Sun | Oct 1, 2023

More lotto Extraditions - US law enforcers target scammers to face justice abroad

Published:Tuesday | February 11, 2020 | 12:29 AMEdmond Campbell/Senior Staff Reporter
Gary Barksdale, chief postal inspector of the US Postal Inspection Service, makes a point during an interview with The Gleaner on Monday.
Gary Barksdale, chief postal inspector of the US Postal Inspection Service, makes a point during an interview with The Gleaner on Monday.

Major players involved in Jamaica’s lottery scam are on the radar of top United States’ law-enforcement agencies and are being targeted for extradition this year, a senior federal official has warned.

“I can tell you that there are active investigations going. There are active targets that have been identified and there will be subsequent operations to deal with that appropriately,” Gary Barksdale, chief postal inspector for the United States Postal Inspection Services, told The Gleaner during an exclusive interview yesterday.

He disclosed that US law-enforcement agencies, in collaboration with their counterparts here, would be carrying out four major strike operations in Jamaica and the United States this year. However, the chief postal inspector did not provide details of locations or times when the crackdown would unfold.

“This year, you will see the most coordinated effort you have ever seen from a law-enforcement perspective against lottery scamming. The following year you will see record numbers of arrests and better prosecutions because of that coordinated effort,” Barksdale declared.


He pledged that in subsequent years, “you’ll really start to see a decline” in lottery scamming.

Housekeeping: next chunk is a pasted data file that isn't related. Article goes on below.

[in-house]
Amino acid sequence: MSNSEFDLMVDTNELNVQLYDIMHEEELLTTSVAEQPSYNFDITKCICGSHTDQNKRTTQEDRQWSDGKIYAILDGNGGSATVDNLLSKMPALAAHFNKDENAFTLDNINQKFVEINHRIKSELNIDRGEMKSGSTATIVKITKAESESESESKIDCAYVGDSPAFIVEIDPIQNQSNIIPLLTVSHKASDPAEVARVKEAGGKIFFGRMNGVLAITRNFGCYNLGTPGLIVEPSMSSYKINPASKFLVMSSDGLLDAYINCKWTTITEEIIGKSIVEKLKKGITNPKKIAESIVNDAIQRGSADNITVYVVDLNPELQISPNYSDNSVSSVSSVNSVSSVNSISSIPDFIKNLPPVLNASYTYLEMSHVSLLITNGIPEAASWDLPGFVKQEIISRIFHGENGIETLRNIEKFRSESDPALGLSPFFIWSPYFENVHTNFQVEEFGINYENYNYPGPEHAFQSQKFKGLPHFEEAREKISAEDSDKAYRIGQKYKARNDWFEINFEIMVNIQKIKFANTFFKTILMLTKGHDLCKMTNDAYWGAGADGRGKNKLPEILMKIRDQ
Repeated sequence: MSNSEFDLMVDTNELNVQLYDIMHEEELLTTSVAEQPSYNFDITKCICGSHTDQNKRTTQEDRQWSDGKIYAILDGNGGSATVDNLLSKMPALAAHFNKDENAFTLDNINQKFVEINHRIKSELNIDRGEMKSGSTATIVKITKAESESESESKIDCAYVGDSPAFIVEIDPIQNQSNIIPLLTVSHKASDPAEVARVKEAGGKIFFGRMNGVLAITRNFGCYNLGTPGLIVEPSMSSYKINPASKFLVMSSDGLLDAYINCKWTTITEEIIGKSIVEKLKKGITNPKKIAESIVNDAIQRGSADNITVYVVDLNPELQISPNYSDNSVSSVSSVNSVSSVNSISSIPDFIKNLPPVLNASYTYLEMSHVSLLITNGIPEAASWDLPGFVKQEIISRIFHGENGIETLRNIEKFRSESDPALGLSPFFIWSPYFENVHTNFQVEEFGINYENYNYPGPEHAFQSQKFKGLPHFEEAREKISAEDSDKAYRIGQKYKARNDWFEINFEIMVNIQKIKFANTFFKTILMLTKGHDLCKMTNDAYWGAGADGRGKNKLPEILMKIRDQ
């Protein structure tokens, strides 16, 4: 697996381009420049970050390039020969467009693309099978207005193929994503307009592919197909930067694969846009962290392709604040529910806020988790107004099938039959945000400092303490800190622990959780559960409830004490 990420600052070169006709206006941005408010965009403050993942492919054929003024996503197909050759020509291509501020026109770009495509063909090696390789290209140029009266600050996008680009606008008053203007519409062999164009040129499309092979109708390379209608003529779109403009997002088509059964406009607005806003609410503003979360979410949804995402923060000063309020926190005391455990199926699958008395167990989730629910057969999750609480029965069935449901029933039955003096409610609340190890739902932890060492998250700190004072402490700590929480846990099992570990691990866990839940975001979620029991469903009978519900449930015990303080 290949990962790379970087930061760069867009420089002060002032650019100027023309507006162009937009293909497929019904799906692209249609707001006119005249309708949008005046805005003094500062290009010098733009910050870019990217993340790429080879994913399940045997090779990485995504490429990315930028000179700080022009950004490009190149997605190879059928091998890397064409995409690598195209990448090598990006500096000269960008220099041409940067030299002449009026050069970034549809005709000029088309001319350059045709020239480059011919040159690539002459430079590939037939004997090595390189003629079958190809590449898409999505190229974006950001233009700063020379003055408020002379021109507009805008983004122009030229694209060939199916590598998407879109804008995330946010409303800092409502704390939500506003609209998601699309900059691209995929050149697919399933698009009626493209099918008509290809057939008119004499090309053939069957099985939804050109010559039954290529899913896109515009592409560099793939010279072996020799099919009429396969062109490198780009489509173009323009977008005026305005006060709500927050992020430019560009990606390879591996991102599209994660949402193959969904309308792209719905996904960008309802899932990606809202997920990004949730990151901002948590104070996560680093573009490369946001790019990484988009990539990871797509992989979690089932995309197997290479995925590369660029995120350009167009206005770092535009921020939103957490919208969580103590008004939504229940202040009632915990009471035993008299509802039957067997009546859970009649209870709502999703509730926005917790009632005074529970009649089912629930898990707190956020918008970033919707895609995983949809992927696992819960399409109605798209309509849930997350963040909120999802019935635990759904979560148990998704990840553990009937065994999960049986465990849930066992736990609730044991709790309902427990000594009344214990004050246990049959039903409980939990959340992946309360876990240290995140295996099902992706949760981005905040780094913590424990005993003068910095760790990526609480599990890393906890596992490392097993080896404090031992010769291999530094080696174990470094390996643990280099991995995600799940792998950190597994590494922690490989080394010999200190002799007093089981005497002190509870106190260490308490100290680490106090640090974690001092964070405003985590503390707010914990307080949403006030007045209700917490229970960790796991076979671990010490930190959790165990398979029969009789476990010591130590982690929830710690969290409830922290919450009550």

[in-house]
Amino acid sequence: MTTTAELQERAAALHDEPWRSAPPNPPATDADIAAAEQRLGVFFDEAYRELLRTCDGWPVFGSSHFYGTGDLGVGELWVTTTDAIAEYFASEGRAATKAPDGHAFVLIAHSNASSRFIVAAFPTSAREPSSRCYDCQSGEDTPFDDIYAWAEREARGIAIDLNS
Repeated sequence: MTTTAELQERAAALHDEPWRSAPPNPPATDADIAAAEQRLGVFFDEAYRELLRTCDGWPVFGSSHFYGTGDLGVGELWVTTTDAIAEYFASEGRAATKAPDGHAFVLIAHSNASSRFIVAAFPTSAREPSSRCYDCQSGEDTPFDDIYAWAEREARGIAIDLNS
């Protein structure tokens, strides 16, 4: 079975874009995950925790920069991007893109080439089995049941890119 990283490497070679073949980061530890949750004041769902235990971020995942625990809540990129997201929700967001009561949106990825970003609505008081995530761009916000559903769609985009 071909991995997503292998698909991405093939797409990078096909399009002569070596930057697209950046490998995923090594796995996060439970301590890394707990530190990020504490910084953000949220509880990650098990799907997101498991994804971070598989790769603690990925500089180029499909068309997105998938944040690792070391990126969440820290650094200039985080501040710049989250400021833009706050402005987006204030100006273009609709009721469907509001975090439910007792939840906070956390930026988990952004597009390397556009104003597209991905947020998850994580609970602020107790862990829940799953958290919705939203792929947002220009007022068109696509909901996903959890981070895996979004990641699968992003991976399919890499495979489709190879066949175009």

With prospects of fleecing hard currency from vulnerable persons, particularly the elderly in the US, scammers hoodwink victims by convincing them that they have won the lottery, but the cash or prizes will not be released until payment of fees or taxes is made upfront.

With more than 30 years’ experience in law enforcement, Barksdale shared with The Gleaner that the most egregious cases of lottery scamming involved elderly victims. He said that Jamaican lottery scammers have fleeced ageing Americans of their life savings, with at least two of the victims committing suicide.

“[In another] case, the victim came to Jamaica to get their money back and subsequently was killed here in Jamaica,” he said.

Barksdale told The Gleaner that the US was moving to better coordinate its efforts to tackle lottery scamming by establishing a “full-time presence” in Jamaica led by another law-enforcement official from the US.

He divulged that the US authorities were also strengthening ties with their local counterparts, including the Financial Investigations Division and the Major Organised Crime and Anti-Corruption Agency, among others.

“We have some specific initiatives that we are taking in the US that will help us. For instance, one of the things that we are doing this year is that we have come up with an administrative way to remove lottery mail from the mail stream without expending a lot of investigative efforts,” he said. Barksdale noted that this would free up human resources to conduct more complicated investigations.

On the legislative front, Barksdale indicated that a tweaking of Jamaica’s extradition laws would assist the US in its efforts to extradite wrongdoers who steal money from the vulnerable. “… We extradite scammers from Jamaica to the United States – there are some processes in place that could make this exercise a little easier,” he said.

While hardcore policing and prosecution of lottery scammers would continue to alleviate the illicit act, Barksdale suggested that a culture shift was needed.

“It takes years to get in the mind and hearts of folks that, one, they don’t fall for these scams so easily but, two, there is not a mentality that a young child here in Jamaica one day wants to grow up to be a scammer.”